Several thousand Muslims across Ethiopia in recent days have protested against the burning of four mosques in the Amhara region.
The attacks last Friday in Motta town, more than 350km (217 miles) north of the capital Addis Ababa, also targeted Muslim-owned businesses. Muslims have called for the perpetrators to be brought to justice.
Prime Minister Abiy Ahmed has called the attacks “attempts by extremists to break down our rich history of religious tolerance and coexistence”. Recent ethnic-based unrest in some parts of the country has at times taken religious form.
Prominent Muslim scholar Kamil Shemsu on Tuesday told The Associated Press news agency there are “political actors who want to pit one religious group against another” and blamed the negative role of activists and videos circulated online.
Amhara regional officials said they have arrested 15 suspects in connection with the attacks. Police commander Jemal Mekonnen told state media the attacks appeared to be triggered by news of a fire that broke out in an Orthodox church a few days earlier.
Regional officials were criticised for their slow response and their inability to stop similar attacks.
Many communities across Ethiopia, including Addis Ababa, have seen demonstrations.
When visiting Luxor, the average traveler is spoiled for choice. However, one attractive and evident site to visit is none other than Luxor temple.
The icon of the Upper Egyptian city, arguably one of Egypt’s oldest towns on which the modern-day Luxor is built on, is the temple.
An ancient structure
In truth, the ‘temple’ is the wrong title for the impressive archaeological giant as it comprises of several temples and archeological features built by different pharaohs in the New Kingdom (1550 – 1069 BC).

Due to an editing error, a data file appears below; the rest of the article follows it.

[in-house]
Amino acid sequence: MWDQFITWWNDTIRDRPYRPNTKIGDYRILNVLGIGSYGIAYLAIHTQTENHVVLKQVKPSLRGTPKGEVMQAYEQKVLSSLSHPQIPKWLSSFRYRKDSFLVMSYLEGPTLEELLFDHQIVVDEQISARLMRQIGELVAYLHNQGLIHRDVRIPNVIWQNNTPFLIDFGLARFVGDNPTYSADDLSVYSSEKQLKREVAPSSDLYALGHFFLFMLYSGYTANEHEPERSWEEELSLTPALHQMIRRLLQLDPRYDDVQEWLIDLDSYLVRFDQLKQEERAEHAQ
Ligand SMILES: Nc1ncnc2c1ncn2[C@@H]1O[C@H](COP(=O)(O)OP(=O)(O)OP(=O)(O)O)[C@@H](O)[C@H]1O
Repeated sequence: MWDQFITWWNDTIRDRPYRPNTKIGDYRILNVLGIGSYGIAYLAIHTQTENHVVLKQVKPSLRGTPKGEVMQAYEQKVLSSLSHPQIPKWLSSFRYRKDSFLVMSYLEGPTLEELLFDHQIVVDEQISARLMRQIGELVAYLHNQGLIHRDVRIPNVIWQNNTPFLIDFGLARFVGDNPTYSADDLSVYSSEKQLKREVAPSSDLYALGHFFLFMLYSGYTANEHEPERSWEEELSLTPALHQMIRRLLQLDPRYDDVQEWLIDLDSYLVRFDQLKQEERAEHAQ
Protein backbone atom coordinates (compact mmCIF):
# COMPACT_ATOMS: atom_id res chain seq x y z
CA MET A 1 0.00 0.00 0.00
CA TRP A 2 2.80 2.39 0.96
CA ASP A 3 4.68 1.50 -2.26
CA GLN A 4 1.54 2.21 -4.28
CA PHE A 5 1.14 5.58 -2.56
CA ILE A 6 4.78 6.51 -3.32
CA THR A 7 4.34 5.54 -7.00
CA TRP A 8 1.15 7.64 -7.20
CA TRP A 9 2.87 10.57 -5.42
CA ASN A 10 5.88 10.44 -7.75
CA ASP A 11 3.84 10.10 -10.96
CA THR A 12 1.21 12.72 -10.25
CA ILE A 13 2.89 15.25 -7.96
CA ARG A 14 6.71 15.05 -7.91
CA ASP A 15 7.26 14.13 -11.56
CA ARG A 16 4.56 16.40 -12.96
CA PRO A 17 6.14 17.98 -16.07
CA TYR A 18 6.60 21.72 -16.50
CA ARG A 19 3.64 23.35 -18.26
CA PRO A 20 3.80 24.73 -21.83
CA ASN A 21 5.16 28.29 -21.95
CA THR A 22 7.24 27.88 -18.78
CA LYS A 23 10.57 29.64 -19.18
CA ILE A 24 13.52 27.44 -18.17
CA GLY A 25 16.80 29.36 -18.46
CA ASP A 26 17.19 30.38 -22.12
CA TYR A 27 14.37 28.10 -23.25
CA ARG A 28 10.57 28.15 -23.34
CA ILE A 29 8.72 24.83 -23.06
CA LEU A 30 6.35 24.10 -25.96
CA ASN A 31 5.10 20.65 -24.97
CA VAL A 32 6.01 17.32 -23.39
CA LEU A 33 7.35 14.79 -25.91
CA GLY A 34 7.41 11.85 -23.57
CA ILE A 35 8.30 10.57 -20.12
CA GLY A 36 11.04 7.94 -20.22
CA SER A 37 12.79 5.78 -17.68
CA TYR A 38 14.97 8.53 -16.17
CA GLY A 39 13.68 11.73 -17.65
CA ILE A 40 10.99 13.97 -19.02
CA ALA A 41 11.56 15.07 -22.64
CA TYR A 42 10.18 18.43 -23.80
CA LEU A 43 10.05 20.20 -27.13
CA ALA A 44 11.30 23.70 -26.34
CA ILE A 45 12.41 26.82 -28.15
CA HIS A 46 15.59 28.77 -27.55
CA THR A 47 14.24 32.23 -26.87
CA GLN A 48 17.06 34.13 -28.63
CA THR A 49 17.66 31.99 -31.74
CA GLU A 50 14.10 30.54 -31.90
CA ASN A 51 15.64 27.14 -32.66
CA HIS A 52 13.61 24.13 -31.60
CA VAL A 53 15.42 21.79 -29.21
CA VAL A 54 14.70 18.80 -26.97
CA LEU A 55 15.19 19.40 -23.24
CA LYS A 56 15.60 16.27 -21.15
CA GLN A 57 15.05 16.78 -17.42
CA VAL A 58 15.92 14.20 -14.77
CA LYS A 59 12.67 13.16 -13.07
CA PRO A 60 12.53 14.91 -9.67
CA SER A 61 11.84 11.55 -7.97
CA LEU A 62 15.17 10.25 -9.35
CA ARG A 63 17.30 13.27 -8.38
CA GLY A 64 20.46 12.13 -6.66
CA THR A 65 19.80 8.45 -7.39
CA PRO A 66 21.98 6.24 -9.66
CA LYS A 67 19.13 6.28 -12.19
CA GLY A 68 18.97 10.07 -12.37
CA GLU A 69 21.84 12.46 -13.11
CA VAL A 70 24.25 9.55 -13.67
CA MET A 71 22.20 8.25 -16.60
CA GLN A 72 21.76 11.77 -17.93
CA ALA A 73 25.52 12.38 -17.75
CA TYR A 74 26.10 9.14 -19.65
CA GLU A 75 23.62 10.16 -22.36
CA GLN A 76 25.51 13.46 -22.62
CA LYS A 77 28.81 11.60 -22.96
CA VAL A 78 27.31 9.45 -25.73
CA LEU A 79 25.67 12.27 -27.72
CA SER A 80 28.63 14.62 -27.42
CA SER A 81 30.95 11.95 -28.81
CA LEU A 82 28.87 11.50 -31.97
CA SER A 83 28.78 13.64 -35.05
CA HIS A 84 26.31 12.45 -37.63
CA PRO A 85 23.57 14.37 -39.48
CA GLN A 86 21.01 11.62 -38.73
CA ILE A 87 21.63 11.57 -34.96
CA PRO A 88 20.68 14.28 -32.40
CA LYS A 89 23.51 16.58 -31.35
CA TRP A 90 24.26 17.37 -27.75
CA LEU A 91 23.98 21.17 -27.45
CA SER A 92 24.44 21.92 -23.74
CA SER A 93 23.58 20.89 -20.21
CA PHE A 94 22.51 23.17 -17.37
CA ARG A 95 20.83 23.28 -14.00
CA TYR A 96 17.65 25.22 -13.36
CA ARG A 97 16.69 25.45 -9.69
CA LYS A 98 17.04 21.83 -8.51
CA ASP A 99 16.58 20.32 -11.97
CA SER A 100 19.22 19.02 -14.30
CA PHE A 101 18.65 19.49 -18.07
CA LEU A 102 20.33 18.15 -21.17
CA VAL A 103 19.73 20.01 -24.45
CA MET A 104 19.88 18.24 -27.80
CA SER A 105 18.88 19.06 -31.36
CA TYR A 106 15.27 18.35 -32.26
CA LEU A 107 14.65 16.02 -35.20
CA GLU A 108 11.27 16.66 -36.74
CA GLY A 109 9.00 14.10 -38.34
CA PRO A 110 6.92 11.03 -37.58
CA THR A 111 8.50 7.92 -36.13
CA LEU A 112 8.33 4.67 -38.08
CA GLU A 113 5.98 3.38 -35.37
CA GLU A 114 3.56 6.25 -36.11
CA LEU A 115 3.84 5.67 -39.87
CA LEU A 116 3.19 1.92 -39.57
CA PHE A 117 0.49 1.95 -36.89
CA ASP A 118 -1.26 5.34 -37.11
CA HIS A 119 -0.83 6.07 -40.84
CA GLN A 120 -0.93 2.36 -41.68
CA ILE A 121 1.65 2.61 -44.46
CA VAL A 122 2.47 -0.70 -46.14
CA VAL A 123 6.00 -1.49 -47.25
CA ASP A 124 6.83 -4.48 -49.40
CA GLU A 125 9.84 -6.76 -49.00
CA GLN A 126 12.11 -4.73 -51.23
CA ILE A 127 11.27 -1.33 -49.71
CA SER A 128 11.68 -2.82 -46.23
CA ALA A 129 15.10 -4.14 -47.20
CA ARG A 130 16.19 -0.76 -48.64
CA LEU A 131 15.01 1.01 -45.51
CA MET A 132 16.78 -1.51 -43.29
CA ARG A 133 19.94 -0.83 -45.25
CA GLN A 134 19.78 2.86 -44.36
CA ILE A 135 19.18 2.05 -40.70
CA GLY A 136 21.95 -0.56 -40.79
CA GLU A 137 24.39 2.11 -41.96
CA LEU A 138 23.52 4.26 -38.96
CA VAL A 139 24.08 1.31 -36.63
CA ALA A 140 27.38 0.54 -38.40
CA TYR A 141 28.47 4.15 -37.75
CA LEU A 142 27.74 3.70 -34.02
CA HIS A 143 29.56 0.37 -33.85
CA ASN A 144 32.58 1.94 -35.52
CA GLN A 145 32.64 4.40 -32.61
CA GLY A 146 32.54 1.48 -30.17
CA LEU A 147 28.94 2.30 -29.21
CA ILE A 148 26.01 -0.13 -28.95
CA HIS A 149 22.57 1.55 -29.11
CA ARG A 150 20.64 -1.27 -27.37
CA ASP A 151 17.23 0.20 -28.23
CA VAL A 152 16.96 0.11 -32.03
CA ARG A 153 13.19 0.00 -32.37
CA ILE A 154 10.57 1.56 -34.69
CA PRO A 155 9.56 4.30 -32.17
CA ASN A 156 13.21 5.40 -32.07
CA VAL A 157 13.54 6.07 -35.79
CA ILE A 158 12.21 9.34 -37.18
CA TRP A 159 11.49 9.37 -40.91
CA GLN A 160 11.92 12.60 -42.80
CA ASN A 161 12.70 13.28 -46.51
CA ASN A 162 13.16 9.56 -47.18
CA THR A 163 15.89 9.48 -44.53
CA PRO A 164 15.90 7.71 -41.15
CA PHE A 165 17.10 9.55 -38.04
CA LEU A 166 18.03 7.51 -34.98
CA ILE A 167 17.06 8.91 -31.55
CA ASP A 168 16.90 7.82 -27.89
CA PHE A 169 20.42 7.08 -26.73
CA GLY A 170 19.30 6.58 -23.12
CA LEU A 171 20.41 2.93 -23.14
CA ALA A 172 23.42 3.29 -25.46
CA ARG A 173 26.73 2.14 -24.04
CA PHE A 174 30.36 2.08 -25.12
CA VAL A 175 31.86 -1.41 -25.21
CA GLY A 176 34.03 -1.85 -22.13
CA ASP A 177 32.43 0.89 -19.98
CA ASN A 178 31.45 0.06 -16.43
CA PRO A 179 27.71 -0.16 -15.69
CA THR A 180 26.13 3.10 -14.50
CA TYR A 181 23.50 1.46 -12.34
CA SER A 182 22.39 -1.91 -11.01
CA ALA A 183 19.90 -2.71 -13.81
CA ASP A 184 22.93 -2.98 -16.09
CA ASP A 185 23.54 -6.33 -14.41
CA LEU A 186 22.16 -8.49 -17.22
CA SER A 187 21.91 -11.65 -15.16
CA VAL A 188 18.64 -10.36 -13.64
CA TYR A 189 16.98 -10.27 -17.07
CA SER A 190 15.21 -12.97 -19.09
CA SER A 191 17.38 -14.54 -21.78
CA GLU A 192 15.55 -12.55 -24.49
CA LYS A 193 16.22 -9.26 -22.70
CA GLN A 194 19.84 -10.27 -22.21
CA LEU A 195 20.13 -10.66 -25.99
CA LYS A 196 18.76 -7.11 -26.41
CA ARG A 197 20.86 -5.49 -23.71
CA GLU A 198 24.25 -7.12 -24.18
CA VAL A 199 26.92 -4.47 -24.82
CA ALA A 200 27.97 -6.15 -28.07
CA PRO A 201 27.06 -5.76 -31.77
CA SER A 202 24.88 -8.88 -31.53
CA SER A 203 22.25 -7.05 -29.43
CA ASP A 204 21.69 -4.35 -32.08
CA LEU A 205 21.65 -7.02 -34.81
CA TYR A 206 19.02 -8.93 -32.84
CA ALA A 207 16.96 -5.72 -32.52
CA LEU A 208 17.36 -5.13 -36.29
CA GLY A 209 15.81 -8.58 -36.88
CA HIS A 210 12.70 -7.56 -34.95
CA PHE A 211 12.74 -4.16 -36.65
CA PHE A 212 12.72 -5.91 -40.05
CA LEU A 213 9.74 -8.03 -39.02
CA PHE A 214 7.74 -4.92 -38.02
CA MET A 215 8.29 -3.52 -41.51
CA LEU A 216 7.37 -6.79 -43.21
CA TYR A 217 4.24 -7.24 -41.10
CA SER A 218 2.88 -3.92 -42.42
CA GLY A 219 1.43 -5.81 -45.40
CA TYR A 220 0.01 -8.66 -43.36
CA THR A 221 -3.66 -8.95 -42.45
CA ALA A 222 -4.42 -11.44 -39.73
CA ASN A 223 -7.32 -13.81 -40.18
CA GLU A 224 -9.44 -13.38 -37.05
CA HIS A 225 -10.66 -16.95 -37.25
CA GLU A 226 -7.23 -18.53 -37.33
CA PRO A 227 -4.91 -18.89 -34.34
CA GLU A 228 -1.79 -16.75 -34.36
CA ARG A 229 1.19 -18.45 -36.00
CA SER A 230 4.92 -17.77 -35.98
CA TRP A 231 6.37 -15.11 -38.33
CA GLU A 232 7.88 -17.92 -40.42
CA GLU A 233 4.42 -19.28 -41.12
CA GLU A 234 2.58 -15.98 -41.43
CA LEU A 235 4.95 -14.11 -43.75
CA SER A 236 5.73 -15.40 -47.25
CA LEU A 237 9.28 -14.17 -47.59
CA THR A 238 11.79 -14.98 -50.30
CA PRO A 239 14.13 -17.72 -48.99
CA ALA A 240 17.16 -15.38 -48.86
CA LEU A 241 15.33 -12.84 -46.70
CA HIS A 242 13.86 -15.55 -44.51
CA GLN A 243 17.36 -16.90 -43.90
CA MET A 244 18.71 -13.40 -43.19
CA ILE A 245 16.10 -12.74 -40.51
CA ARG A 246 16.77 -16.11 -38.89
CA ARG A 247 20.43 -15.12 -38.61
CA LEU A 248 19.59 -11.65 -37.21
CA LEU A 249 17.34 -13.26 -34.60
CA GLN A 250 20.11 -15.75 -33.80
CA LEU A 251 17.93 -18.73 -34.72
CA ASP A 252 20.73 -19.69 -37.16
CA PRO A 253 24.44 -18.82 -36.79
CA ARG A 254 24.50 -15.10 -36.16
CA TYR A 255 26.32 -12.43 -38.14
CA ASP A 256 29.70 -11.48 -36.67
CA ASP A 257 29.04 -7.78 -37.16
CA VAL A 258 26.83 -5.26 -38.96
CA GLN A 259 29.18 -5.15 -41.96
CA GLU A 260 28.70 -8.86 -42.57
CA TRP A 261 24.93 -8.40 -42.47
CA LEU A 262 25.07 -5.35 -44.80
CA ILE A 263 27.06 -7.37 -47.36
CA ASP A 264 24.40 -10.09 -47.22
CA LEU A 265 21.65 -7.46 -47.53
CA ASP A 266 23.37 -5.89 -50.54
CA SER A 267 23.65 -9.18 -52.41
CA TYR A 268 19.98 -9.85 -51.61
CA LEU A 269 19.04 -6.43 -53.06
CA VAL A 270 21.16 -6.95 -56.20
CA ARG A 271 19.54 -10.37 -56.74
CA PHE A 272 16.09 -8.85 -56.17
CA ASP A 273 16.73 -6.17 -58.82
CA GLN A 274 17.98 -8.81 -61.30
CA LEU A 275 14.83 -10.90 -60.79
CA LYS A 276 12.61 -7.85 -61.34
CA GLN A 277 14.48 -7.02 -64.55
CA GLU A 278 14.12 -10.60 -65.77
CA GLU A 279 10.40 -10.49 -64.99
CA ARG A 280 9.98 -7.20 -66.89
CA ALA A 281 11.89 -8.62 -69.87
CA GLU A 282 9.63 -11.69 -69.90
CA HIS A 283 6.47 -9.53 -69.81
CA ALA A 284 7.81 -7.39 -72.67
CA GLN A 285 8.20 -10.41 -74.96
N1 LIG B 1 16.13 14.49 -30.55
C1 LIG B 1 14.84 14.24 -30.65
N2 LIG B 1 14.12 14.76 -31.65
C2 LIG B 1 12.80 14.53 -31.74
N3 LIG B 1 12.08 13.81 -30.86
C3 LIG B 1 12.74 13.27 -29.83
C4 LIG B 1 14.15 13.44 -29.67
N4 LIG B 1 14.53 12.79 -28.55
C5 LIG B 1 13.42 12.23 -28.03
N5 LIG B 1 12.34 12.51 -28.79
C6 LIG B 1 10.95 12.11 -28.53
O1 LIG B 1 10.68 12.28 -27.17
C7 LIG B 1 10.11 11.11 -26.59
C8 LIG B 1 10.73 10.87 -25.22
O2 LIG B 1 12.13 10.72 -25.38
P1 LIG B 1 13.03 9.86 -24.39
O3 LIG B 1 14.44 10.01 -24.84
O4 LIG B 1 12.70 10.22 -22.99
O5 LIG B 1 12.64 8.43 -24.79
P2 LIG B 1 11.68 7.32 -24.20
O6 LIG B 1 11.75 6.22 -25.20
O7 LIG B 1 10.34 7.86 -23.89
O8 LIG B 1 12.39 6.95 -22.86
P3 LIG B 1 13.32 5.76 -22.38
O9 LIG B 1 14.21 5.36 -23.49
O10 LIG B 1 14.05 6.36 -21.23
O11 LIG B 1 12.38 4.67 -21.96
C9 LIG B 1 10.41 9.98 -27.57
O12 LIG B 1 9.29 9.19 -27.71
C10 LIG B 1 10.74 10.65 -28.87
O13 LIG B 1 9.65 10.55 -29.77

Two kings essentially build the temple, Ramses II and Amenhotep III (the grand-father of Tutankhamun) with the boy king himself having commissioned features of the Luxor site, including the fourteen colossal columns. There is also a small worshiping space – a chapel dedicated to the goddess Mut – inside the enclosure.
The art style of the temple can be difficult to date for the average tourist, but the New Kingdom influences of the human figures are clear: smooth, slender figures, fluid movement and flowing clothing are some of this period’s typical characteristics, distinguishing itself from the older, more ‘rigid’ form of Egypt’s Old Kingdom. Finally, deep in the shrine and in the back of the temple are the clear markings of the Ptolemaic period, as they are ‘fuller figures with softer facial features and alternative fashion.
(RNS) — For more than a decade, Rizwan Mawani has been living, working and praying with Muslims in 50 different communities across 17 countries. As you’d expect, he has visited plenty of masjids, as mosques are called in Arabic, meaning “a place of prostration.”
But Mawani, a 45-year-old Canadian scholar and research consultant, whose new book is called “Beyond the Mosque: Diverse Spaces of Muslim Worship,” also spent time in Sufi khanaqas, Shia husayniyyas, Druze khalwas, Ismaili jamatkhanas as well as religious schools known as madrasas and other spaces of Islamic devotion from Canada to China.
Mawani uses these varied sacred spaces as lenses through which to offer readers a primer on the expansive histories, varied architectures and evolving ritual practices of Muslims around the world.
“While the mosque has come to predominate over our architectural assumptions and is often considered as the place of worship for Muslims, a survey of where ritual takes place … demonstrates that there are alternative venues in which Muslims pray,” Mawani wrote in the new book.
I’ve been asking myself lately what it means to be a good neighbor.
I was raised in a Christian home, went to a Christian church and a Christian school, then eventually enrolled in a Christian university. I learned very well how to love and edify my Christian community. What I didn’t understand was how I was supposed to interact with those who didn’t share my theology and belief system; those who dressed, looked, and spoke differently.